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A dairy manager’s workout routine

Gonzalo Ferreira, Virginia Tech


December 3, 2020



Recently, I was lecturing about the Dairy Margin Coverage (DMC) program in my dairy enterprise management class when a student asked how farmers can obtain their own feed costs in a simple and fast way. My answer was that getting such information is like going to the gym for a workout. Here’s what I mean.


Step one: Just do it! The first and most relevant step for working out is deciding you have to do it. No matter what the routine might be, going to the gym despite the rain or the cold temperature is paramount to building a good habit.


Similarly, dairy farmers must convince themselves they have to do some cost analysis work on a frequent basis. That could be every week, every other week, or maybe once a month. Whatever works best might vary . . . but just do it!


Step two: Find the right workout routine Once in the gym, a workout routine is performed, either alone or with the guidance of a coach or a personal trainer. In the same way, farmers can work on their finances independently or with the help of a consultant, an extension educator, or another expert.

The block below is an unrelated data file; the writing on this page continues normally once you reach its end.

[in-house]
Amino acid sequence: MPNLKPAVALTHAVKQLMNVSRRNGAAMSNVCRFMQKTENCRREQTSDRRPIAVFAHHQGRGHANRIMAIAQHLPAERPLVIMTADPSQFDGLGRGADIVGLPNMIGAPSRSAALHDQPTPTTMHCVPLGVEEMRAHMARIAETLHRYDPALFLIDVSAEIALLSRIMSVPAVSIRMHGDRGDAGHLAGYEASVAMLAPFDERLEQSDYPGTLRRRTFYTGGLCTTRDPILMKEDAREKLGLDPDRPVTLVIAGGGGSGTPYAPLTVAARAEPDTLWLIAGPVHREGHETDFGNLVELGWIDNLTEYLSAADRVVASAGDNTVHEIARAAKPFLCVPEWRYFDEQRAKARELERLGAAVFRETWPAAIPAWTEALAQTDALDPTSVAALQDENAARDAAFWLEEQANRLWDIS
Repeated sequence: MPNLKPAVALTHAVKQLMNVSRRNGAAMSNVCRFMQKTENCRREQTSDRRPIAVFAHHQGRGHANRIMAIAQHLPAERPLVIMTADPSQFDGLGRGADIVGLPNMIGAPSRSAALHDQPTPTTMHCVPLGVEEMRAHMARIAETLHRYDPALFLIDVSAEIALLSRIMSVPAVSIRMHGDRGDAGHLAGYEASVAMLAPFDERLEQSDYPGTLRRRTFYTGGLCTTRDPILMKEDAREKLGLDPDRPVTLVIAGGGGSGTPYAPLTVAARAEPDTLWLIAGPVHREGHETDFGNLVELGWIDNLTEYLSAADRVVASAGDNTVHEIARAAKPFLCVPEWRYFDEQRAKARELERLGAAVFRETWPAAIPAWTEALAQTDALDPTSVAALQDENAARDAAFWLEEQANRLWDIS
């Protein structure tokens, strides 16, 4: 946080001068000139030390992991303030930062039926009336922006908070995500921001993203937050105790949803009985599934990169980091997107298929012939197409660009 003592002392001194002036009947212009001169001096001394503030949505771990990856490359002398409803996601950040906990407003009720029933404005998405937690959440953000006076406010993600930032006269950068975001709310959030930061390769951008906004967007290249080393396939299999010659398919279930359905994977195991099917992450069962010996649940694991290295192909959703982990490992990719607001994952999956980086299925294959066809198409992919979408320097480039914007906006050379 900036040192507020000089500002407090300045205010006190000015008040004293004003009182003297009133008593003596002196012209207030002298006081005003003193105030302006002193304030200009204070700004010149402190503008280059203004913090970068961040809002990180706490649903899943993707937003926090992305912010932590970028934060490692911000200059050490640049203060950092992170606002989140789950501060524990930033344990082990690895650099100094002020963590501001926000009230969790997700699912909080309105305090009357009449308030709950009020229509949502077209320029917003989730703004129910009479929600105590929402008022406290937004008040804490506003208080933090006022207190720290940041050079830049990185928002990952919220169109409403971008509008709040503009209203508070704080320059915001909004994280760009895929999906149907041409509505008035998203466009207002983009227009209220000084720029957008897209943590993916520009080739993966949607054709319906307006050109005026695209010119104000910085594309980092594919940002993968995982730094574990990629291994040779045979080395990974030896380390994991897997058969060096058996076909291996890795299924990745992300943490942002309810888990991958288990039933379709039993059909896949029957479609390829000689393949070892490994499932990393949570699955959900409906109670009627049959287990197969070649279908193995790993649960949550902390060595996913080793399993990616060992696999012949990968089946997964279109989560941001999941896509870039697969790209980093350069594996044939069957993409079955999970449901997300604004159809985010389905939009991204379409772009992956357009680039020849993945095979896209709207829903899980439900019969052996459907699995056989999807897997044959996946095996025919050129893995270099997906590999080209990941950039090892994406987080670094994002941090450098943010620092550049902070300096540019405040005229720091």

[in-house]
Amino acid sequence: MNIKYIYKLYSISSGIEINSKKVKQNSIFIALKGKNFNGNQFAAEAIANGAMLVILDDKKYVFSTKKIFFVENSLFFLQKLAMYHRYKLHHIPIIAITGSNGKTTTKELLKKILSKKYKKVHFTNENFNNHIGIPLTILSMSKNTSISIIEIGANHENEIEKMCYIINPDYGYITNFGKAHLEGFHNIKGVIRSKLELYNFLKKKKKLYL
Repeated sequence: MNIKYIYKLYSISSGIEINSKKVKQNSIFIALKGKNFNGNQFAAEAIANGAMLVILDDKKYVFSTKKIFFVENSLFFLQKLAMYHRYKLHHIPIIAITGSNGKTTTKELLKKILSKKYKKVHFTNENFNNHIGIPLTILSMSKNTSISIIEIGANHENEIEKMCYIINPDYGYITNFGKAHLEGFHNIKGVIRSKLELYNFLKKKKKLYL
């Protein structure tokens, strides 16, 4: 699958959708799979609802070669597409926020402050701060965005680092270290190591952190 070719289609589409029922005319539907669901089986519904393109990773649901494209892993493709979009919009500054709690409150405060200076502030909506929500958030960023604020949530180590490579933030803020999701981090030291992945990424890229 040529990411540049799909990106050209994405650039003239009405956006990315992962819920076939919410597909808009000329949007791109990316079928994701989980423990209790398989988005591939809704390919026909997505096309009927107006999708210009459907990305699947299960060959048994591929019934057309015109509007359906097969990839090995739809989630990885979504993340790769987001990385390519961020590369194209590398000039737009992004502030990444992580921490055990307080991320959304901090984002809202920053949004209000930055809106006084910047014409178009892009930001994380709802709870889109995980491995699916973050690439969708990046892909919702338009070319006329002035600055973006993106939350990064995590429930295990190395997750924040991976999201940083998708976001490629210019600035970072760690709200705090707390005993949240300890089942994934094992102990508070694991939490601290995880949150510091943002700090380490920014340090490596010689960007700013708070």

At the beginning, the routine might seem boring, irrelevant, and frustrating. This might tempt farmers to quit and go back to cropping or working with cows. Hopefully, though, this frustration will not win out. Perseverance is the key to a successful workout.


My monthly routine For those who need a starting routine, I’ll share a simple financial plan with you.

At the end of each month, grab milk checks, production records, and receipts from any culled cows and heifers. With this information, you will have most of your monthly revenue and shipped milk to evaluate revenue in terms of dollars per month or dollars per hundredweight (cwt.).


Then, gather all the receipts from purchased feeds, semen, parlor supplies, veterinary expenses (services and supplies), utilities, bedding, personnel (salaries and wages), office supplies, and any other expenses. Put all of this information together with your revenue to determine your monthly income and expenses in dollars per month, percentage of the revenue, and dollars per cwt. You can even do it by expenses, such as feed costs in dollars per month, dollars per cwt., or percentage of the revenue. These financial indicators might vary substantially from one month to the next. However, after a few months you will quickly start seeing, in a simple way, your annual (rolling) financial indicators.


The reward After performing this routine on a monthly basis, you will find that keeping your finances up to date is rewarding and useful. This good habit will allow you to evaluate where you stand and what needs to be changed immediately. It will also allow you to determine how these changes can and should be implemented.


Finally, this good practice will help you set new goals. Like going to the gym, if you succeed making this routine a regular habit, you will likely succeed in managing the financial risk of your dairy.


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